The face of medical fascism


Richard Moore

Waxahachie Clinic Threatens to Pull Treatment, Call Cops for Patient’s Swine Flu DVDs

November 6, 2009 by JoeyGDauben   
Filed under Ellis County

Clinic threatens to pull treatment, call cops for patient’s swine flu DVDs
Told to sign ‘behavior agreement’
Joey G. Dauben
The Ellis County Observer
WAXAHACHIE, TEXAS – A kidney dialysis clinic threatened to pull treatment from an elderly patient who distributed DVDs warning of the dangers of the swine flu vaccine, and then was told to sign a “behavior agreement” to cease the practice.
The patient, who requested anonymity for fear that she would be retaliated against by doctors and medical staff for coming forward, was cited once before by specialists and office managers for distributing Aaron Russo’s America: From Freedom to Fascism as well, she said.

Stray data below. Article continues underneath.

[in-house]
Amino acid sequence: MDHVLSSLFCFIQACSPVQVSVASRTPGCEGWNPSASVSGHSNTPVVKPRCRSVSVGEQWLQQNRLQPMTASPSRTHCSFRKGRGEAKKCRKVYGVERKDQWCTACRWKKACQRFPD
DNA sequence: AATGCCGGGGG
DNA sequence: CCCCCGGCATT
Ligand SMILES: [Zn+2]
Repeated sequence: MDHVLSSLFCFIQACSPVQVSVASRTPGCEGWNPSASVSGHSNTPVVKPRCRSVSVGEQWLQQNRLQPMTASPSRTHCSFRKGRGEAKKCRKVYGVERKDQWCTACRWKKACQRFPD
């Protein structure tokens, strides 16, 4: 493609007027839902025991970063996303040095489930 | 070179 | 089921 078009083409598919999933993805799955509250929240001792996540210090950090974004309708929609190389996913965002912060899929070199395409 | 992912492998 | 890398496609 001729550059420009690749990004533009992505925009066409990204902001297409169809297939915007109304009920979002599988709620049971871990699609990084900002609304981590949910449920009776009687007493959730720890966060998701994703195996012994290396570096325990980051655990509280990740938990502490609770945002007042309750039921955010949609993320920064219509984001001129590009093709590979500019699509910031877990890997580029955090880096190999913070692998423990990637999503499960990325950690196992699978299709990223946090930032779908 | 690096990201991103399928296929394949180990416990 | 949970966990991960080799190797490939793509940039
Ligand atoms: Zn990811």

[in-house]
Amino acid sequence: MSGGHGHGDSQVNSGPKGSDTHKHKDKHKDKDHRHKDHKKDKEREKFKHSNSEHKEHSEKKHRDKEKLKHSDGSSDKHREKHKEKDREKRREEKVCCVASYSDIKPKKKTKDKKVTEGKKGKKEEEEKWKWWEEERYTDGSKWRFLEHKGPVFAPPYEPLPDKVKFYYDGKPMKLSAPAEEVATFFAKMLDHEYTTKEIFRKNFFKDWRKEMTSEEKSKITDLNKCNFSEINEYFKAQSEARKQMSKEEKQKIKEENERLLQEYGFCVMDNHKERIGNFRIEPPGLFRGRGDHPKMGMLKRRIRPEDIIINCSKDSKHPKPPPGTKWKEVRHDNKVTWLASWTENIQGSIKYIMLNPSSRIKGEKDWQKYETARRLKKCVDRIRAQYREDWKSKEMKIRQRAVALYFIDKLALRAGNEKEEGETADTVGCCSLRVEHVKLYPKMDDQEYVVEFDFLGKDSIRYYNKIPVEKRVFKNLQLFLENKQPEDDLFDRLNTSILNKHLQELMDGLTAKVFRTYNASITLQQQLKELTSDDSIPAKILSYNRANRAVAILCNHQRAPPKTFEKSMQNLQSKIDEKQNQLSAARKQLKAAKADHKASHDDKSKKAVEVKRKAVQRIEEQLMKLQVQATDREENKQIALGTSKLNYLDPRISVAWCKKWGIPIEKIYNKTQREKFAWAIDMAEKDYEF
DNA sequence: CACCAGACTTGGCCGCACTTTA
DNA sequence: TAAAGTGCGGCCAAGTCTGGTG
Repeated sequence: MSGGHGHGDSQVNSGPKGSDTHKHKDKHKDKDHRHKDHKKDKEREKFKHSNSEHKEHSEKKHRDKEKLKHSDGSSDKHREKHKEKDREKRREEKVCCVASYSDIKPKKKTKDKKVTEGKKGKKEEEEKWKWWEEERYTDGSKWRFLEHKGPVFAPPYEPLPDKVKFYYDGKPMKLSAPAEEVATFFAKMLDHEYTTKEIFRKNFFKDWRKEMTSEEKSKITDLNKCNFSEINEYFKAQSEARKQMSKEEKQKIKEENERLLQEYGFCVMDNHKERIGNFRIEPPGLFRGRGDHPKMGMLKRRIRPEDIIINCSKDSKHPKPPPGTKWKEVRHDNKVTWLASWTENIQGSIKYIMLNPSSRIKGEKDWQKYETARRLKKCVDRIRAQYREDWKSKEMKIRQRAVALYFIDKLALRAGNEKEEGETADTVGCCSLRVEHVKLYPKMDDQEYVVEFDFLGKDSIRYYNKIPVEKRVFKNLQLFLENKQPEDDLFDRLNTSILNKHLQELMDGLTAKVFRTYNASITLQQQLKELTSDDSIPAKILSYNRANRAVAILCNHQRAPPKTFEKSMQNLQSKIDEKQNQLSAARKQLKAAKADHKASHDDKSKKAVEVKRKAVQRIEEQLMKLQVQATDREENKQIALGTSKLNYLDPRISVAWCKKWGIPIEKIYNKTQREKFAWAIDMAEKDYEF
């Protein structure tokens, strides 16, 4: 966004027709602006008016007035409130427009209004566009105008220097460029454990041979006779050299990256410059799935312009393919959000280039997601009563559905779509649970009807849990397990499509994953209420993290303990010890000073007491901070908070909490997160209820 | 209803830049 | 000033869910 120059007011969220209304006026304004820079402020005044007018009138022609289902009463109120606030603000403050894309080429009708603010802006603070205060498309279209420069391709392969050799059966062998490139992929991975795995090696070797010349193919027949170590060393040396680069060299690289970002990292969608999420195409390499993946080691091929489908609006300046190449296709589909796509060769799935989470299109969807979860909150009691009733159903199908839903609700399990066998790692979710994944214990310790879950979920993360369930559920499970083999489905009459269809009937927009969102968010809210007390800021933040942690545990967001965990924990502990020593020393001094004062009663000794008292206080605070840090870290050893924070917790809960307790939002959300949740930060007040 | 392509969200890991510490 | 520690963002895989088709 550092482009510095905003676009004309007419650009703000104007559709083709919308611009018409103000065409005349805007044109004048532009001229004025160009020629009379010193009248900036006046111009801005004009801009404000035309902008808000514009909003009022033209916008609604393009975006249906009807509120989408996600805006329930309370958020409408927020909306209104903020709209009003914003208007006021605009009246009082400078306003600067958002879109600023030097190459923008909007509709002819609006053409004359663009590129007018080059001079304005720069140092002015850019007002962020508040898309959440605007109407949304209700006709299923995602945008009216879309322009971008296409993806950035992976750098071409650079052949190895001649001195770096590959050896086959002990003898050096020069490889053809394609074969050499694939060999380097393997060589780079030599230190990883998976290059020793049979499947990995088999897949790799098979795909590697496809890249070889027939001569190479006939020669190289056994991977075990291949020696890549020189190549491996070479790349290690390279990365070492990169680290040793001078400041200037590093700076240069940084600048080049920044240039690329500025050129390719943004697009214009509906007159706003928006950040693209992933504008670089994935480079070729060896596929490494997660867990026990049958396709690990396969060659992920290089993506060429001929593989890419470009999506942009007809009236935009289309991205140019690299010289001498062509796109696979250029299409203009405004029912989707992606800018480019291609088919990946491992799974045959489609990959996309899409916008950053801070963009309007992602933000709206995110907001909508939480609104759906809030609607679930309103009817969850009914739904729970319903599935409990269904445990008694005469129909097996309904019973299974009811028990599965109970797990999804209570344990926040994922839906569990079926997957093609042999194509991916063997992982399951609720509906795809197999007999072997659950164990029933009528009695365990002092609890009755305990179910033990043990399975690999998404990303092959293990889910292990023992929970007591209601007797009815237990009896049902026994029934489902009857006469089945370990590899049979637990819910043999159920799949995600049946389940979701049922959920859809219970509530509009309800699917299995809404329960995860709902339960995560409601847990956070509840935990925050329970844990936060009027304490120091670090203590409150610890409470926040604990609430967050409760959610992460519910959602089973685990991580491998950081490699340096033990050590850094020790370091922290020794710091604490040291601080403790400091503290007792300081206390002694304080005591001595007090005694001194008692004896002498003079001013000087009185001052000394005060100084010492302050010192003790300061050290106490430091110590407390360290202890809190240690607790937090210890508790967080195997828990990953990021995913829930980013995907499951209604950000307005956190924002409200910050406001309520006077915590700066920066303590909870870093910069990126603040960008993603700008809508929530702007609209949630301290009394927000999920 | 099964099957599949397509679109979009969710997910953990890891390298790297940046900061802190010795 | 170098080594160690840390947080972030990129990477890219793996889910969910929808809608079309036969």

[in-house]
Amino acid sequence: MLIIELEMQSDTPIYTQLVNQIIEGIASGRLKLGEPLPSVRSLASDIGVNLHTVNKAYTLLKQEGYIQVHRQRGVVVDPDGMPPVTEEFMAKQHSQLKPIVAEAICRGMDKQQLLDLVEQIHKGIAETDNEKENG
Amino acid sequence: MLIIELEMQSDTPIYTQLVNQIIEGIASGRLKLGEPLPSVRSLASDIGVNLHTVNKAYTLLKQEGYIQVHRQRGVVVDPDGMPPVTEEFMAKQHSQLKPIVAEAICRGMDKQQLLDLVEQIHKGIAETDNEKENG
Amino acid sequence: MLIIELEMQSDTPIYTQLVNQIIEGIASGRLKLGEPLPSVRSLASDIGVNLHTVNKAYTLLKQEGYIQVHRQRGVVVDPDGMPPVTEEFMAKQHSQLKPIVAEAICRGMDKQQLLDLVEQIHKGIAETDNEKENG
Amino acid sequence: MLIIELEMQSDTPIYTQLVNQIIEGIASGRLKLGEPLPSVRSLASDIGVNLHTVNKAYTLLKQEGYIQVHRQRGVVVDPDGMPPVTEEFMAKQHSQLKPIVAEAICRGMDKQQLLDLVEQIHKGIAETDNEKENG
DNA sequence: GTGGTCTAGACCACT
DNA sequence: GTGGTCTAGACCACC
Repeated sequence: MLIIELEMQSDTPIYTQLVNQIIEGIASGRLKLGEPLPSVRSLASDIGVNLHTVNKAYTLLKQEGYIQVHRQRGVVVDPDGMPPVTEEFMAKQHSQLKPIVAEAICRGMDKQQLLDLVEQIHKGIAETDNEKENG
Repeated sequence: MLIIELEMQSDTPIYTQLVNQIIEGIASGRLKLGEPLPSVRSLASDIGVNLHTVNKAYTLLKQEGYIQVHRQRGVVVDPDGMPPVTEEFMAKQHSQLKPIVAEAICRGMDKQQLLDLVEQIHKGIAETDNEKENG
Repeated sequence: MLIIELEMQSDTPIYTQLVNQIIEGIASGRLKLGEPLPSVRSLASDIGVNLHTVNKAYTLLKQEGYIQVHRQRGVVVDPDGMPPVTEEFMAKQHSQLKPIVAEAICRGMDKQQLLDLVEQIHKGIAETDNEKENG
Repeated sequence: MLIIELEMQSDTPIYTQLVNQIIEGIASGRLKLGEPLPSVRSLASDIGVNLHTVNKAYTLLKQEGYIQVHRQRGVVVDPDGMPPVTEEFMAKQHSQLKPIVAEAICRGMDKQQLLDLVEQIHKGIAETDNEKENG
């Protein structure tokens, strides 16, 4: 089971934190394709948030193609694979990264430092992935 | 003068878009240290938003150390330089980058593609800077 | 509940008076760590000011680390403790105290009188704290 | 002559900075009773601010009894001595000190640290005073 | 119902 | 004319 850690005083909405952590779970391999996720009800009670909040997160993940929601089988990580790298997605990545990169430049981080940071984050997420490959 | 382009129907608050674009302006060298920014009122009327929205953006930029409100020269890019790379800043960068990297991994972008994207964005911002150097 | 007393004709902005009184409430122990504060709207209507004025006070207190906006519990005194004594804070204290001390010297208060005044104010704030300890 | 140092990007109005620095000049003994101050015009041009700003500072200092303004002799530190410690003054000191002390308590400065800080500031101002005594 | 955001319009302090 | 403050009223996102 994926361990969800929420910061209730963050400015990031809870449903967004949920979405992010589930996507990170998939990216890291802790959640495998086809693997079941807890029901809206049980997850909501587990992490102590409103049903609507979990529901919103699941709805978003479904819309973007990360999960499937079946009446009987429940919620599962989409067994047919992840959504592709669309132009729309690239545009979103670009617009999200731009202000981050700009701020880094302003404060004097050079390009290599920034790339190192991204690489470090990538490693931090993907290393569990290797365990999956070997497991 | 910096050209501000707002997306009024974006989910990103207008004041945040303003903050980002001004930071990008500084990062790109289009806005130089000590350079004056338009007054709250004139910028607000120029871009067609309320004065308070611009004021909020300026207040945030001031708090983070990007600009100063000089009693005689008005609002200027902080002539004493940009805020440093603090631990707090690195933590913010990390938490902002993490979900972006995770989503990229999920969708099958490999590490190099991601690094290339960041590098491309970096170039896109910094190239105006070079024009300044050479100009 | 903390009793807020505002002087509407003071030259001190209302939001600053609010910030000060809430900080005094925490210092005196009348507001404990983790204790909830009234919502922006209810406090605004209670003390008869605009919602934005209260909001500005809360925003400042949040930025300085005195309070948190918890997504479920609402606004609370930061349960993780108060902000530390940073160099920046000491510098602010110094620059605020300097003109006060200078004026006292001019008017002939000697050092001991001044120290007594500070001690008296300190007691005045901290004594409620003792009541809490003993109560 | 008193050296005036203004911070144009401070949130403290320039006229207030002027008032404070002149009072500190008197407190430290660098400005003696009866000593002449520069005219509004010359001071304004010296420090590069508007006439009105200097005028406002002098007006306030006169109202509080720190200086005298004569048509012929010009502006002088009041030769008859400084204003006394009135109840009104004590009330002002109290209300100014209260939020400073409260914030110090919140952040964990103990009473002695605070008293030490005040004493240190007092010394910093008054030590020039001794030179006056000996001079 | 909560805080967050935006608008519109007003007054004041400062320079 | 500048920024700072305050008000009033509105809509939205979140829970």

Located on Interstate 35 East and Farm to Market Road 66, the officer manager for FMC Dialysis Services who handed the patient the “behavior agreement” refused to comment.
“Our company is a large company, so I can’t comment,” the office manager said, who refused to give her name. “I don’t make company policy, I just follow it.”
The two-page behavior agreement came with an audio recording prohibition policy after the patient attempted to record meetings with the doctors and staff who threatened her.
The patient, who still must rely on the dialysis center for treatment, said she is fearful that causing “trouble” by coming to the press will cause the clinic to follow through on their threats.
The swine flu DVD, the patient said, was the 1979 60 Minutes clip that broadcast a report about the dangers of taking the swine flu vaccination.
Russo’s America: From Freedom to Fascism details the allegations into the unconstitutionality of the U.S. income tax, a film distributed widely among “tax honesty” advocates across the nation.
“Notice both documents say law enforcement will be called in if necessary,” the patient said. “The office manager threatened me several times with that if I didn’t sign the behavior agreement. Their handbook doesn’t have any of this in it. They repeatedly told me I had signed ‘the papers.’ They only produced [one] signed paper in which I gave my consent for dialysis treatments and acknowledged the risks of the treatments.”
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